Poets in Vogue is an exhibition curated by Sophie Oliver, Senior Lecturer in English Literature at Liverpool University, and Sarah Parker, Professor of Modernist Women’s Writing at Loughborough University, featuring original displays created by fashion designers Gesa Werner and Laura Cumming that offers a fresh perspective on how poetry meets fashion in ever-evolving ways.

SHOWstudio invited British poet Sonny Hall, one of their favorite creatives, to respond to some recent fashion collections that most resonated with him through poetry. Sonny depicted pieces from Miu Miu, Valentino, and John Galliano’s Maison Margiela, amongst other lines – creating striking images conveying how fashion is always an expression and creativity.

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Poetically poetic clothing has long been defined by how its fabric drapes, blend colors and textures, wears over time, and feels soft against the touch. All of these qualities combine to define what makes Poetry clothes unique.

The exhibit showcases the fashion worlds of seven women poets through artistic interpretations of their signature looks, such as Sylvia Plath’s skirt or reconstructions of Anne Sexton’s red “reading dress” or Audre Lorde’s extravagant shirts.

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There are various approaches to social media poetry promotion, and experimentation can help you select which platforms best suit your brand. No matter which channel is chosen, however, it’s essential that posts maintain an identifiable visual style so followers don’t become disoriented over time.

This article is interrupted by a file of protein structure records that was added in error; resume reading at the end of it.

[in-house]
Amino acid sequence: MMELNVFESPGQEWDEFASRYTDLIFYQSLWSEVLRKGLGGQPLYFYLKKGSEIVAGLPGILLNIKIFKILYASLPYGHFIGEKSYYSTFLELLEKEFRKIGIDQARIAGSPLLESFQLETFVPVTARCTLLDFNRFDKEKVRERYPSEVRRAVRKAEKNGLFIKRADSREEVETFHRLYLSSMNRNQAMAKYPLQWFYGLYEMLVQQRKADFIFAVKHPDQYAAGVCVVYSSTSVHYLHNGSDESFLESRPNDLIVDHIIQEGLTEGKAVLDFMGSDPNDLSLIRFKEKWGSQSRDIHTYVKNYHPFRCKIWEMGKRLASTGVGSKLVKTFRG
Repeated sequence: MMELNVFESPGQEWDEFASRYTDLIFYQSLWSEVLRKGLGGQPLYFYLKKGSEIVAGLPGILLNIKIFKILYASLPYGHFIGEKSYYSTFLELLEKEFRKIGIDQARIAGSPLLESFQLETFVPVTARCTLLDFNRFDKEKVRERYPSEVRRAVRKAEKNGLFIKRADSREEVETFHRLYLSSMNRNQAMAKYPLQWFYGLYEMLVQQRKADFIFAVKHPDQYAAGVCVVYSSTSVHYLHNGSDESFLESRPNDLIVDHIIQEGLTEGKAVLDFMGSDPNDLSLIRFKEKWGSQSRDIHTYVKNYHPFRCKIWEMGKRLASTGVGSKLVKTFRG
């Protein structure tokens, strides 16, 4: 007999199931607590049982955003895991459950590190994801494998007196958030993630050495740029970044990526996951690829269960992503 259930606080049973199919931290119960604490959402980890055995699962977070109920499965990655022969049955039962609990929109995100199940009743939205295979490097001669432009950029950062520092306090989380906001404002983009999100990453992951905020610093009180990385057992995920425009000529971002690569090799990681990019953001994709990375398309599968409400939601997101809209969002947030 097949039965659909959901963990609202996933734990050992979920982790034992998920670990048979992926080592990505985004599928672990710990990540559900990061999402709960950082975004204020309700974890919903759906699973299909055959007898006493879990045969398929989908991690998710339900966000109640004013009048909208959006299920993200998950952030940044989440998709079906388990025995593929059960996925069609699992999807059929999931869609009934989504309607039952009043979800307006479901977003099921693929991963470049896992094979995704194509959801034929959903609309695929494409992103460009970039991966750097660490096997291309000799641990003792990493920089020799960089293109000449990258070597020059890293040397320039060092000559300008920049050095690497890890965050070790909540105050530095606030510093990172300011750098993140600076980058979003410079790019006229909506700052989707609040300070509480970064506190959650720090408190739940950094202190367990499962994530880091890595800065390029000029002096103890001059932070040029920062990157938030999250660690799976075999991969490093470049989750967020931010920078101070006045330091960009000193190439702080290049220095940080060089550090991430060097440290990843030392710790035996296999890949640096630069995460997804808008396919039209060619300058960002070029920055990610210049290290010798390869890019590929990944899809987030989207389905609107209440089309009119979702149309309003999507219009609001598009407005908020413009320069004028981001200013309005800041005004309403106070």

Canva can simplify the task of formatting posts, with many helpful resources available for learning how to optimize posts across each platform. Also, keep up-to-date with algorithm changes so your strategy is always adjusted appropriately.

One effective strategy to build your audience is becoming involved in online communities devoted to poetry or literature like Reddit subreddits devoted to these subjects. By joining such communities, your work may reach a broader audience while offering feedback and suggestions that could help strengthen its composition.

Fashion and poetry often coexist harmoniously, with designers borrowing heavily from ancient and contemporary poets for inspiration in their collections. This was especially evident during AW19 menswear collections: Siki Im featured sections from Pablo Neruda’s poem Lost in the Forest on pieces, while Valentino collaborator Pierpaolo Piccioli worked closely with four contemporary poets (Yrsa Daley-Ward, Mustafa the Poet, Greta Bellamacina and Robert Montgomery) to imprint their words across coats and leather dungarees.

Poets in Vogue explores the relationship between poetry and clothing through displays of reconstructed garments and imaginative recreations alongside archival items. Curators Sophie Oliver and Sarah Parker have tasked us with writing a poem inspired by Poets in Vogue to write one about fashion or clothing inspired by this exhibit.